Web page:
September 15: Catastrophe at the Climax Fuse Company.


Today in 1905, an employee using a hot iron to clear fuse debris from a reeling machine touched off a muffled explosion in the main building of the Climax Fuse factory in Avon. Though the blast was barely heard 300 feet away, the sheets of flame it triggered instantly engulfed the factory, suffocating seven workers and desperately burning dozens more.

A Hartford doctor, E. W. Kellogg, whose summer home was across the street, called the mad rush of men and women trying to escape the flames the most awful sight (of many) he had ever witnessed. “Some jumped from the windows, and some were trampled underfoot. They were horribly burned. . . It was a sickening sight.”

As Kellogg tried to assist the injured and doctors and fire companies from throughout the region raced to help the injured and quench the factory flames, the death toll rose dramatically. Of the sixty-five workers employed by the company – whose renowned safety-fuses were widely used to set off dynamite in blasting and construction projects – almost two-thirds were killed, or suffered agonizing and disfiguring injuries. The factory itself was a complete loss.

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A lunch-time card game at the Climax Fuse Company. (Avon Free Public Library)

The impact on a single family is a telling reminder of the risks immigrant workers often faced during Connecticut’s era of great industrial expansion. Six of the eight living children of John J. McCarthy and Mary Dalton, who had emigrated to the state from Ireland in 1872, worked at Climax Fuse when the blast occurred. Twin brothers Richard and Michael McCarthy were killed in the fire. Their fifteen-year-old brother T. R. survived, though the skin was burned off both his arms. Twenty-one-year-old Simon McCarthy was blown out a window and landed unconscious on a mortar pile, while P. H. McCarthy was blown out of a second story window and landed in a brook forty feet away. He immediately waded ashore and began looking for his brothers. A sister, Mary, the family’s only girl, worked some distance from the explosion and was unharmed, though her cousin Molly McCarthy was not so lucky. She also died in the fire, another one of the tragedy’s fifteen fatalities.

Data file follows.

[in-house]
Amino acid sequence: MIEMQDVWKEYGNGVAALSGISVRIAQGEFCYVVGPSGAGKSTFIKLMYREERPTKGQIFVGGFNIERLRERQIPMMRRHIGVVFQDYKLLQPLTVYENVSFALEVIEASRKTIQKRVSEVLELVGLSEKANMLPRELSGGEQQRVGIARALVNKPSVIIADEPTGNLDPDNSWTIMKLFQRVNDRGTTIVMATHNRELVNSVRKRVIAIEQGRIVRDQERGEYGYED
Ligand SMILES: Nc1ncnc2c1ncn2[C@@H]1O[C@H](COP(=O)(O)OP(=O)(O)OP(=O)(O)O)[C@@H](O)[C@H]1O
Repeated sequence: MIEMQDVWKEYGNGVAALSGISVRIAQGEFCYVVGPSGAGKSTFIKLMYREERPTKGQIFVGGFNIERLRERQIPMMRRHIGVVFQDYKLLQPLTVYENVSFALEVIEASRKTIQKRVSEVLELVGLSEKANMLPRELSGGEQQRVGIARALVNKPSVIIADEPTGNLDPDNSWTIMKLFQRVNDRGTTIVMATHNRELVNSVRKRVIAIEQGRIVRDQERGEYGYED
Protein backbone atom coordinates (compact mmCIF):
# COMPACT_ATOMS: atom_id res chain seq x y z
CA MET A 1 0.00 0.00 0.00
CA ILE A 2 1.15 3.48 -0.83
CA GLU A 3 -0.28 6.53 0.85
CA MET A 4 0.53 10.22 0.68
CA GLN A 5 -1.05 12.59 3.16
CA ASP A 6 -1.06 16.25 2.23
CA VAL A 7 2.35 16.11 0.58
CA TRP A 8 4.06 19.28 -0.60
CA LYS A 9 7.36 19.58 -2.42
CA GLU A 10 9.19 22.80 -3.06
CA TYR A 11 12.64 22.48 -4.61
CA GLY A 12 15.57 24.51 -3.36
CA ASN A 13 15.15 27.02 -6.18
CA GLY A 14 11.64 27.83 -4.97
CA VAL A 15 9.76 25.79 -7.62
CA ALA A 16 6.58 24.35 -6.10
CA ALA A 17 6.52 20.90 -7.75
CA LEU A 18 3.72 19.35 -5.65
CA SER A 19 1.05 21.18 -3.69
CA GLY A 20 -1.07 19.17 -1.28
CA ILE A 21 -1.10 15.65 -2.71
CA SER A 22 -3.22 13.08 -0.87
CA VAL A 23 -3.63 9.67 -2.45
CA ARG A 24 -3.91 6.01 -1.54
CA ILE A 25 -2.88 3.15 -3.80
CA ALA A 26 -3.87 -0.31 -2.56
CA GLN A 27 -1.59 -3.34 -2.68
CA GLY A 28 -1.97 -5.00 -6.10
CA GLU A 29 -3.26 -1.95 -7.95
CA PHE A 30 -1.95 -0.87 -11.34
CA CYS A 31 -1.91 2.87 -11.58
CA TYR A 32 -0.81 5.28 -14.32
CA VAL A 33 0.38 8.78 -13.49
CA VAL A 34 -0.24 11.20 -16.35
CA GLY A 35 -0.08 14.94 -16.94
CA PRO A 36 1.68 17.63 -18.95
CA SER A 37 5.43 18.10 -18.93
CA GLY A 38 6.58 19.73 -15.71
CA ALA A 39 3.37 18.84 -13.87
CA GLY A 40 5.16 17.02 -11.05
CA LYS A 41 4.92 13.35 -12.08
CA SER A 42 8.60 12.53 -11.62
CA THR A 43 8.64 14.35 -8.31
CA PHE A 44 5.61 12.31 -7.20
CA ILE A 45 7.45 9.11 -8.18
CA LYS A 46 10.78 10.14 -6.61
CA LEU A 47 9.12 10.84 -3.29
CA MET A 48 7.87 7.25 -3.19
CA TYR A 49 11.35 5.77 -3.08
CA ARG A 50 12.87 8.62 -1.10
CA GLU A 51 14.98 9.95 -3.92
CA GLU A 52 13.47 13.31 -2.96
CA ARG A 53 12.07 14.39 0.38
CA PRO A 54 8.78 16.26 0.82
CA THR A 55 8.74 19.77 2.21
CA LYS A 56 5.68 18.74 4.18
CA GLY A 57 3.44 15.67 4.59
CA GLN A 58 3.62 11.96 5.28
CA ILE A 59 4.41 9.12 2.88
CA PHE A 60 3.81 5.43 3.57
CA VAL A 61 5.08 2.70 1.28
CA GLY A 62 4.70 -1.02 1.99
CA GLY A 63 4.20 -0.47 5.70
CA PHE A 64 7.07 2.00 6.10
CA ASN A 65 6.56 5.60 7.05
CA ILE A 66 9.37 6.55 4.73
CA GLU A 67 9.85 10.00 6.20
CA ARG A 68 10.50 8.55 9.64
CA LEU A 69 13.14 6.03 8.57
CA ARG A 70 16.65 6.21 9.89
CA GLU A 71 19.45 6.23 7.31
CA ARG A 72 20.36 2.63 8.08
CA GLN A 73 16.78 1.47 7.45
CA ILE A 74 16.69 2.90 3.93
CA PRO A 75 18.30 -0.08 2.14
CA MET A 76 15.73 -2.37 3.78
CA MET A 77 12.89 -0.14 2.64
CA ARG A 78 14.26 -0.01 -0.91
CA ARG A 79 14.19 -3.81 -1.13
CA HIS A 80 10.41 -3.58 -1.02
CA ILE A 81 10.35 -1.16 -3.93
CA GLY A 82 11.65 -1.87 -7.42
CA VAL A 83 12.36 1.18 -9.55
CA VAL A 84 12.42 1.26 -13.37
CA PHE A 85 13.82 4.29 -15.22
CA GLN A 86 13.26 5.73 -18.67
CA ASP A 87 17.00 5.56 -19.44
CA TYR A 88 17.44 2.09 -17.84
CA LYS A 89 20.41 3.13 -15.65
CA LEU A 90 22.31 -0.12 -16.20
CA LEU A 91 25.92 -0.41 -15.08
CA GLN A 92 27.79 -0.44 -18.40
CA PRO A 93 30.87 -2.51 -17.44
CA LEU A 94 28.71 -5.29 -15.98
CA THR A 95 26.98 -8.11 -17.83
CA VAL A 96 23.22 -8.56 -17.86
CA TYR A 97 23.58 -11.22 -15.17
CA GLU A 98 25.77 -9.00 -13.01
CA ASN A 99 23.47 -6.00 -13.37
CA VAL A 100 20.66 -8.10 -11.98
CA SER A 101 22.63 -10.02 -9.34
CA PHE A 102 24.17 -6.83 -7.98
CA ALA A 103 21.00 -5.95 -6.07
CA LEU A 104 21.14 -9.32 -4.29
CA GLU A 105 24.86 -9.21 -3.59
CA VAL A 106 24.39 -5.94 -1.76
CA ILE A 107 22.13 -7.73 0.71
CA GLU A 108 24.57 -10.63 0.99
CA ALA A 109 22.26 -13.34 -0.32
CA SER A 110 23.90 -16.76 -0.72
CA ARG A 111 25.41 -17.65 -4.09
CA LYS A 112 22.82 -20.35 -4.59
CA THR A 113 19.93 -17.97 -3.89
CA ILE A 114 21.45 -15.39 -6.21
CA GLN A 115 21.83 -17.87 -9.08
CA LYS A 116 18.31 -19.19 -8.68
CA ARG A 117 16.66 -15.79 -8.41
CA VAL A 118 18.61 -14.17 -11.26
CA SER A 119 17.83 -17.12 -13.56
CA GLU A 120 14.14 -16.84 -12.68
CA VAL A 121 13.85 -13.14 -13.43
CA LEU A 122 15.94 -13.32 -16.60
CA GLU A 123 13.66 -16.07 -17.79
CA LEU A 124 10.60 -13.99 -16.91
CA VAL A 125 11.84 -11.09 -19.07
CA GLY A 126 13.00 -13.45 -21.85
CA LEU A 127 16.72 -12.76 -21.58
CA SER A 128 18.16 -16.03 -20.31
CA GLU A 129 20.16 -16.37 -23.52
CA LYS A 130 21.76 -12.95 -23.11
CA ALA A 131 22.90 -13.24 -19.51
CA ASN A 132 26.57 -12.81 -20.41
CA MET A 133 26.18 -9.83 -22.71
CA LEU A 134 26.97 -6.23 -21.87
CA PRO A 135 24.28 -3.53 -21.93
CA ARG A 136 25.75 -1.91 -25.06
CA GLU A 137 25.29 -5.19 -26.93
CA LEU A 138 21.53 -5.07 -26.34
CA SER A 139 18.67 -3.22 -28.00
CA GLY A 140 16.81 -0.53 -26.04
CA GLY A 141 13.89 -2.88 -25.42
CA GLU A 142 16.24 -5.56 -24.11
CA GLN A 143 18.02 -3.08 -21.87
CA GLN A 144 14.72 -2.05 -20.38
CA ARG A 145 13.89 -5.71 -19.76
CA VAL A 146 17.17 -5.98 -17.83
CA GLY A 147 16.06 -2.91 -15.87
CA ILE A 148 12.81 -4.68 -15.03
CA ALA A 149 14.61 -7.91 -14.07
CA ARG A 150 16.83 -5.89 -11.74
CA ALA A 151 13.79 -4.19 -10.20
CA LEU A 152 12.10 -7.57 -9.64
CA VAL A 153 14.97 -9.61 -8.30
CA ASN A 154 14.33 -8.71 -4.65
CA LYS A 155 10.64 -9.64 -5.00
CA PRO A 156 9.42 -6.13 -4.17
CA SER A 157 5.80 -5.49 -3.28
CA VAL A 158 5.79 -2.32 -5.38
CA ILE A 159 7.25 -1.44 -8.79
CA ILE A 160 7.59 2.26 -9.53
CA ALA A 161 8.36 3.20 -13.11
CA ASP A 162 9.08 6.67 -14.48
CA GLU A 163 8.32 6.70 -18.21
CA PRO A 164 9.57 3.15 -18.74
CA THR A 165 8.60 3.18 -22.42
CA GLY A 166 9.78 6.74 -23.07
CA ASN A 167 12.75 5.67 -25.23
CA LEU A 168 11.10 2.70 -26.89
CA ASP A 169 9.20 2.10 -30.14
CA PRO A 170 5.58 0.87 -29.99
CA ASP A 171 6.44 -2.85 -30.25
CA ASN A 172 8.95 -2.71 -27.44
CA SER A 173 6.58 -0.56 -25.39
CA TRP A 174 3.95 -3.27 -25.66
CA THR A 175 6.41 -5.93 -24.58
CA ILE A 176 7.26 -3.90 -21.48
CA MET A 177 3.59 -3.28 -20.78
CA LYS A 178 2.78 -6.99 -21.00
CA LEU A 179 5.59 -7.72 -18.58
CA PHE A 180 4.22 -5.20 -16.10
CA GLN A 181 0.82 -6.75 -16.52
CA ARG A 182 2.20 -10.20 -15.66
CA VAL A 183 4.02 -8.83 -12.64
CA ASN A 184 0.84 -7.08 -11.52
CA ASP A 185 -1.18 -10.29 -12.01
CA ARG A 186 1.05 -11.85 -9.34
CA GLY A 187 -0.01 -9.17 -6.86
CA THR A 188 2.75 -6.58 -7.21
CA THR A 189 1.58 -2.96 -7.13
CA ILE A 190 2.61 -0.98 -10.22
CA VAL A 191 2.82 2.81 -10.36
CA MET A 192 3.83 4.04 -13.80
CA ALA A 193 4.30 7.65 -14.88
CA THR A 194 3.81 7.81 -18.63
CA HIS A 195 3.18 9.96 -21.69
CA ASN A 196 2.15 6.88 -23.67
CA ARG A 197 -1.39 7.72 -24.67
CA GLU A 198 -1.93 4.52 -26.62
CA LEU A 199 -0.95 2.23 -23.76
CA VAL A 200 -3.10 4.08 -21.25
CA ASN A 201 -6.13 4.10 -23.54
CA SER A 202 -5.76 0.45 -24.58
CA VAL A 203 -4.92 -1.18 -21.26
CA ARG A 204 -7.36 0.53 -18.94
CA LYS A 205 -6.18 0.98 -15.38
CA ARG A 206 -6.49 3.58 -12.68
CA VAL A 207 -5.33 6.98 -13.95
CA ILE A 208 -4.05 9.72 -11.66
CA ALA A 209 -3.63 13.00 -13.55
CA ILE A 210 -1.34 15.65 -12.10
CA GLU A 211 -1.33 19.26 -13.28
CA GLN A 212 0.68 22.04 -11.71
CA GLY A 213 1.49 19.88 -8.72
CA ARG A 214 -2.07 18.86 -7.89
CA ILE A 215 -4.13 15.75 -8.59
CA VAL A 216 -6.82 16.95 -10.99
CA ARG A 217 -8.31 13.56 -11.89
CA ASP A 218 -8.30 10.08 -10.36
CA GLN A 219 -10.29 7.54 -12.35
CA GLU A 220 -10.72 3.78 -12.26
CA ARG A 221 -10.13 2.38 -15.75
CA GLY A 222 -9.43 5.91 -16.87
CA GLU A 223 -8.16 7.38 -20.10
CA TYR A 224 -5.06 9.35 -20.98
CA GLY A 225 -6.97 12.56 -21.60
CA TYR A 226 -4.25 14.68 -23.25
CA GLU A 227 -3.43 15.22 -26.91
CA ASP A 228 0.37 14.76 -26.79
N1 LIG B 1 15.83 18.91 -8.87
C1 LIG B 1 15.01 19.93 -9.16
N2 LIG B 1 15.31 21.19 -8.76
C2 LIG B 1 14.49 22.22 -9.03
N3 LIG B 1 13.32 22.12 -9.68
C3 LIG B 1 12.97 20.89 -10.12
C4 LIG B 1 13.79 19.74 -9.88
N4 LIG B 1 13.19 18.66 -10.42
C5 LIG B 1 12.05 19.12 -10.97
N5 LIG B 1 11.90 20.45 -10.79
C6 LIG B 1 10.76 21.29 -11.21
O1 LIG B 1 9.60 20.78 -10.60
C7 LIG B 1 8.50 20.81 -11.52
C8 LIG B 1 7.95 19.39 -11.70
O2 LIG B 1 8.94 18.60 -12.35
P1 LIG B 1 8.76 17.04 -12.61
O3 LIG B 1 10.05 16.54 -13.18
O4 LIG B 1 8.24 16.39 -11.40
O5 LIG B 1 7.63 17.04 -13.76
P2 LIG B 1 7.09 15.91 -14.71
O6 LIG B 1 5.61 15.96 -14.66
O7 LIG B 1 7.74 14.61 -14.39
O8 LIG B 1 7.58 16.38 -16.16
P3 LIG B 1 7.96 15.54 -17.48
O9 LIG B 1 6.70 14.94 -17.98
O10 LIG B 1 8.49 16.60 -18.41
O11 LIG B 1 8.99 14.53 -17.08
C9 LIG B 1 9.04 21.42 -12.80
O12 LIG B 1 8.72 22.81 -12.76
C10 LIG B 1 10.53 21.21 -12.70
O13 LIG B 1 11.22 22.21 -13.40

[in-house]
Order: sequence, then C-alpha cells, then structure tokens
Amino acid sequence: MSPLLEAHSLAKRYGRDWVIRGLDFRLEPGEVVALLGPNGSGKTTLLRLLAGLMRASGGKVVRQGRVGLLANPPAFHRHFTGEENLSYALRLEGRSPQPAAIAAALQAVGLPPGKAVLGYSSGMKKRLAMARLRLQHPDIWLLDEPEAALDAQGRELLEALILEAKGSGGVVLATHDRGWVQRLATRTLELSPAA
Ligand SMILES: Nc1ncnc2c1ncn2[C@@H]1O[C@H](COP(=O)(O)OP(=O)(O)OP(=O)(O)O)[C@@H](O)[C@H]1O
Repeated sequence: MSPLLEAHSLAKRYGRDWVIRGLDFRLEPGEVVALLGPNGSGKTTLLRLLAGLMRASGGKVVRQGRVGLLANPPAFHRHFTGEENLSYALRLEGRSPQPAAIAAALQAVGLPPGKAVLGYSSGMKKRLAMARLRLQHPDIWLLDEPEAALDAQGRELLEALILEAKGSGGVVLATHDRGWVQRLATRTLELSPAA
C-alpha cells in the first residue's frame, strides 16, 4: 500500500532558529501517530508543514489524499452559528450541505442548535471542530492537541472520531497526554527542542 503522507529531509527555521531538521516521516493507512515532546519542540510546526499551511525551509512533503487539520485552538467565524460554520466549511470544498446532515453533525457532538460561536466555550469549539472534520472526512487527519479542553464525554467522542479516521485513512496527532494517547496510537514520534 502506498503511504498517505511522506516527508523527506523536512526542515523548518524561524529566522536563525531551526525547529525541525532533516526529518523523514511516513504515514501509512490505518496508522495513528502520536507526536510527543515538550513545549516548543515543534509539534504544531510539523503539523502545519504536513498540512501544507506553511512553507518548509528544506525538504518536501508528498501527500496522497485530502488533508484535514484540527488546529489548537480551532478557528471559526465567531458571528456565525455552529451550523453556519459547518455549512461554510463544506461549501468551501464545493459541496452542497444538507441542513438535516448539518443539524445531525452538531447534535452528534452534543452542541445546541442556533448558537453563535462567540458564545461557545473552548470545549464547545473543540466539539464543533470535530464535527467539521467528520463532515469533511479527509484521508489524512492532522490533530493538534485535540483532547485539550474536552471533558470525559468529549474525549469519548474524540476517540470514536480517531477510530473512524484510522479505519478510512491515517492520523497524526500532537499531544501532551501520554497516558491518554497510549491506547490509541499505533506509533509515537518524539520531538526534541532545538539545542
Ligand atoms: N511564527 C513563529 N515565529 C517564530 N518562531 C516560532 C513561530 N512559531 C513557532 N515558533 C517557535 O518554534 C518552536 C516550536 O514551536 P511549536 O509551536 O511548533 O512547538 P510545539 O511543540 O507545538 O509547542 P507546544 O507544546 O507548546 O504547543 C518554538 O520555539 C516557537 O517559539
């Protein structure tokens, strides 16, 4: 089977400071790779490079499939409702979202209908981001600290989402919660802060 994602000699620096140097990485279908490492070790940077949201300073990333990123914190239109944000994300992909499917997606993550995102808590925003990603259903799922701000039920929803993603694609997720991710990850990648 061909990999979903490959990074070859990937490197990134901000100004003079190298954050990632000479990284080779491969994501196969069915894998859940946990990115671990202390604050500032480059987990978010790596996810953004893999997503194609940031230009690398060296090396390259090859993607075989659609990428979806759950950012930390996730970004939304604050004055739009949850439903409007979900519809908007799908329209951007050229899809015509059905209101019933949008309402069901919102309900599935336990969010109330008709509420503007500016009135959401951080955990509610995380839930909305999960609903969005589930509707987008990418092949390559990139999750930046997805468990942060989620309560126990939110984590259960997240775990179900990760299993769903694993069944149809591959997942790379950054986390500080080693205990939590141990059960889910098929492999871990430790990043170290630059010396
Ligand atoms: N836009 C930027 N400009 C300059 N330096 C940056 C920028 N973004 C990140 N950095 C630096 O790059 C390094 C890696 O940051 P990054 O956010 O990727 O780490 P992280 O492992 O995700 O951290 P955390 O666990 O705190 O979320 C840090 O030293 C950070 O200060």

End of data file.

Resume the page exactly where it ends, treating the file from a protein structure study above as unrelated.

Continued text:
For the McCarthys, and in fact for all involved, the Climax Fuse Company explosion was a never-to-be-forgotten catastrophe. For us, it serves as a climactic reminder that Connecticut’s industrial greatness sometimes came at a terrible price, today in Connecticut history.

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Climax Fuse Company Postcard. (Avon Free Public Library)

Further Reading:

Avon Industry: From Underground to Outer Space,”

Linda Horton, “Avon,CT Fuse Co. Explosion, Sept 1905,”